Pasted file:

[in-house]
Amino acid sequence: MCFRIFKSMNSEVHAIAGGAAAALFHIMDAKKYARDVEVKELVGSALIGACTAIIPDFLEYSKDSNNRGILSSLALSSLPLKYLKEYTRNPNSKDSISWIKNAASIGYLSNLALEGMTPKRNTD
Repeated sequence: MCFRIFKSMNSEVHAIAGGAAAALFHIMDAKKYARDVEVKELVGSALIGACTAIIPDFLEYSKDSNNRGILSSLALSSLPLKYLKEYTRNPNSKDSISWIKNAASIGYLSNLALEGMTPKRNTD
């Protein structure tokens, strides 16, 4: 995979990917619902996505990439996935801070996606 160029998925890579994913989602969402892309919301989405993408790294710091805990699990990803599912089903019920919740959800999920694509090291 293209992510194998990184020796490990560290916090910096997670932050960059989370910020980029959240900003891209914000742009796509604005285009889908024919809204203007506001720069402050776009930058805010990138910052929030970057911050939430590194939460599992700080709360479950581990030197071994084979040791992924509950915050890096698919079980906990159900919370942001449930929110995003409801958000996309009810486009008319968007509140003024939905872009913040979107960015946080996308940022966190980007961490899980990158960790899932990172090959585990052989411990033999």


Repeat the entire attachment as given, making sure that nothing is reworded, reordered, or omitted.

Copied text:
[in-house]
Amino acid sequence: MCFRIFKSMNSEVHAIAGGAAAALFHIMDAKKYARDVEVKELVGSALIGACTAIIPDFLEYSKDSNNRGILSSLALSSLPLKYLKEYTRNPNSKDSISWIKNAASIGYLSNLALEGMTPKRNTD
Repeated sequence: MCFRIFKSMNSEVHAIAGGAAAALFHIMDAKKYARDVEVKELVGSALIGACTAIIPDFLEYSKDSNNRGILSSLALSSLPLKYLKEYTRNPNSKDSISWIKNAASIGYLSNLALEGMTPKRNTD
């Protein structure tokens, strides 16, 4: 995979990917619902996505990439996935801070996606 160029998925890579994913989602969402892309919301989405993408790294710091805990699990990803599912089903019920919740959800999920694509090291 293209992510194998990184020796490990560290916090910096997670932050960059989370910020980029959240900003891209914000742009796509604005285009889908024919809204203007506001720069402050776009930058805010990138910052929030970057911050939430590194939460599992700080709360479950581990030197071994084979040791992924509950915050890096698919079980906990159900919370942001449930929110995003409801958000996309009810486009008319968007509140003024939905872009913040979107960015946080996308940022966190980007961490899980990158960790899932990172090959585990052989411990033999």